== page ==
Students of the REMS DE

Zachary Blinkinsop
Zach’s primary interest is the development of Swedish national identity from the Scandinavian Reformation until King Gustaf III’s assassination in 1792. This research project particularly concerns the depiction of Norse antiquity by authors such as Olaus Magnus, Olaus Rudbeck, and Olof von Dalin. Other interests include the influence of English and French literature on Swedish satire, the rococo troubadour Carl Michael Bellman, and the partisan patronage of writers by Mösspartiet (the Cap Party) and Hattpartiet (the Hat Party). Zach came to UC Berkeley in 2014 by way of Gustavus Adolphus College in Minnesota where he earned his BA in Scandinavian Studies and Latin.

Molly Borowitz
Spanish and Portuguese
Molly came to Berkeley in 2012 by way of Princeton (A.B. 2009), Cambridge (M.Phil 2010), and the Dominican Republic, where she taught high-school history. She is interested in all things Jesuit—intellectual history, imagination and the fashioning of worlds and selves, world systems and cosmology, and subject-formation under colonial labor systems and the emerging modern State—in early-modern Iberia and Ibero-America. She is a member of the Department of Spanish and Portuguese and the DE in Critical Theory.

Keith Budner
Comparative Literature
Keith Budner joined UC Berkeley’s Comparative Literature department in 2010 after graduating from the University of Chicago (2007) and three years living and teaching in Madrid.  His primary focus is on Late Medieval and Early Modern Spain with complimentary interests in Latin, Italian, Greek and English literature.  His work and research is guided by questions of individual vs. communal identity, the social function of genre, the relationship between historiography and literature, and the transmission of cultural forms against divergent socio-political backdrops.

Karine Douplitzky
History of Art
A native of France, Karine Douplitzky moved to the Bay area in 2011 having worked for ten years as a documentary filmmaker. Her current research focuses on early modern France, in particular on the period of transition in the iconographical model from Poussin to Rubens during Louis XIV’s reign, and on the shift of influence from Italy to the Netherlands. Her interests include the relation of art and literature, the idea of the “natural” developed by the *précieuses* in feminine literature and the expressions of “passions” codified by Le Brun in art. Overall, she is intrigued by themes such as spontaneity, pleasure, and contingency in painting.

Kate Driscoll
Italian Studies
Kate’s interests are primarily in sixteenth-century Italian literature and their seventeenth- and eighteenth century counterparts in music, opera, and theatre. She particularly focuses on the reception and adaptations of the Italian Renaissance chivalric epics (Boiardo, Ariosto, and Tasso) and their performances on stages throughout Italy, France, Germany and England. Currently, she is studying how these “themes and variations” of Italian literary texts contributed to the birth and popularity of early Baroque opera. Kate joined the Italian Studies department at Berkeley in 2014 after having completed her M.A. in Italian at New York University in 2012, where she also received her B.M. in music performance in 2011.

Shterna Friedman
Political Science
Before coming to Berkeley, Shterna Friedman received a BA in philosophy from Barnard College, and an MFA from the Iowa Writers’ Workshop. Her work explores theories of tolerance (as opposed to toleration), which may be attributable to origins in Christian thought of the assumption that error is culpable, i.e., sinful.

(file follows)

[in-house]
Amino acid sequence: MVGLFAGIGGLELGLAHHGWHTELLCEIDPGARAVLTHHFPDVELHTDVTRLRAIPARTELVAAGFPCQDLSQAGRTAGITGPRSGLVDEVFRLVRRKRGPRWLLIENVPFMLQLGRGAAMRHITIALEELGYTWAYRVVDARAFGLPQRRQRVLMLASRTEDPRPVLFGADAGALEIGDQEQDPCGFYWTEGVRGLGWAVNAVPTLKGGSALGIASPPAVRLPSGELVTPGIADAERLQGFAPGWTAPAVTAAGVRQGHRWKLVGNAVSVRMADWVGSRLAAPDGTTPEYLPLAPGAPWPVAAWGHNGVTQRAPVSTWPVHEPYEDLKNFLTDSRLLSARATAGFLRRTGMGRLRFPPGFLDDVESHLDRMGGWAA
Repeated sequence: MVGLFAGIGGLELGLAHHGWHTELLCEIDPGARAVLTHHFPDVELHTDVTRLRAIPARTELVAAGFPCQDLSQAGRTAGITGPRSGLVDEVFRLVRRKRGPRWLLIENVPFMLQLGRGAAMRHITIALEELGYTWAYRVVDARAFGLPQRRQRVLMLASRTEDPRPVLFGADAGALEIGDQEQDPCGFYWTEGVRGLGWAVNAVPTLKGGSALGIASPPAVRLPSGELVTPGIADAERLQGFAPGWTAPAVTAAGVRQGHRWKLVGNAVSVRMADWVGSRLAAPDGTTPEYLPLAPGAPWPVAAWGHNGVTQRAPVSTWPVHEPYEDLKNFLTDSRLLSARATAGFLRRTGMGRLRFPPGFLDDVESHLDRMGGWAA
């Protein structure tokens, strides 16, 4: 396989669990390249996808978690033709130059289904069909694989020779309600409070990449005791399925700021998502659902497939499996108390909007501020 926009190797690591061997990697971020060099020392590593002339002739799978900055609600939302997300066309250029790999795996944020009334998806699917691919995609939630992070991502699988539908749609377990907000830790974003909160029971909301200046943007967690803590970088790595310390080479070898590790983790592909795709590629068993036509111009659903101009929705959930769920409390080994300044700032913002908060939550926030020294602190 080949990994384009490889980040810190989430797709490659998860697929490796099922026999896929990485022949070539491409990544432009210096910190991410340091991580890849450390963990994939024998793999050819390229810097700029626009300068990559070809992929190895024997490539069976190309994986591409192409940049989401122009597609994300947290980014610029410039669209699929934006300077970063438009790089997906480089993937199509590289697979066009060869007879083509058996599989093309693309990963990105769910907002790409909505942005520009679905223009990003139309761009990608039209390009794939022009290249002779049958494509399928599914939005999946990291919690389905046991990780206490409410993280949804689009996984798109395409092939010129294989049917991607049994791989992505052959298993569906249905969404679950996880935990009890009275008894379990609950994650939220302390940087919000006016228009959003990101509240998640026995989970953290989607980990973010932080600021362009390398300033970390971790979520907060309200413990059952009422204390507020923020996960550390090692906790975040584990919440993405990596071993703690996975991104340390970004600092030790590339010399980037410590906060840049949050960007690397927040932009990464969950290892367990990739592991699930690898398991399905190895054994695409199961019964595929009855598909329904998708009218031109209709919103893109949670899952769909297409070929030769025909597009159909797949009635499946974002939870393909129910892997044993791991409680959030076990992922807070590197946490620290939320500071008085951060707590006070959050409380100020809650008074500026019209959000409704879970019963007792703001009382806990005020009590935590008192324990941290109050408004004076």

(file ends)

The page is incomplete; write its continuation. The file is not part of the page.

Margaret Jones
Margaret’s current research interests focus on instrumental music circulating in Italy in the late sixteenth and early seventeenth centuries.  Her experience as a guitarist and lutenist guides her work more specifically toward music for fretted instruments and the musical texts written and transcribed for them.  She is interested in the ways reading and performativity intersect with the physical objects of books, musical ephemera, notation, and relationships between instruments and bodies.  Her interests also include book history, print and manuscript culture studies, modes of musical text transmission, and sound studies.

Nicole Jones
Comparative Literature
Nicole joined UC Berkeley’s Comparative Literature department in 2014 after graduating with a BA in Comparative Literature from Brown University. Her primary focus is on Late Medieval and Renaissance Italy, with interests in the intersections of Medieval and Early Modern French, English, and Latin literatures. Her work and research explores questions of language and the relationship between Latin and the developing vernaculars; representations of the body, desire, and sexuality (both physical and psychological); conceptions of space, landscape, and travel in epic, romance, and narrative genres; and the influence of theology and biblical readings on literature.

Rupinder Kaur
Rupinder focusses primarily on Renaissance and Early Modern French literature, with additional interests in Art History and Spanish and Latin American studies. Her work deals with theories of affect and emotion, depictions of the body, colonial texts, conduct manuals, art theory, rhetoric and self-writing. Prior to joining UC Berkeley in 2015, she gained her BA in French and Spanish at UCL and worked briefly in university administration.

Kristen Keach
Italian Studies
Kristen joined the Italian Studies Department at UCB after completing her B.A. in Art History and Italian Studies at the University of Southern California, magna cum laude, and her M.A. in Art History at the University of California, Davis. Her primary research interests focus on intertextuality and intervisuality, particularly in relation to Dante Alighieri’s The Divine Comedy, Francesco Petrarch’s Triumphs, and the works of Sandro Botticelli. In addition to her interests in late medieval to early Italian Renaissance texts and images, Kristen is also engaged in the reception of Dante’s epic by Modern artists, both European and American.

Aileen Liu
Aileen’s current research interests include Shakespeare, romance, endings, and film. Her work is guided by questions about identity, communality, performance, genre, plotting, and storytelling. She graduated cum laude from Duke University in December 2008 with a BA in English. Before matriculating at UC Berkeley, she taught high school English in Atlanta Public Schools for two years as a Teach For America corps member.

Raphael Magarik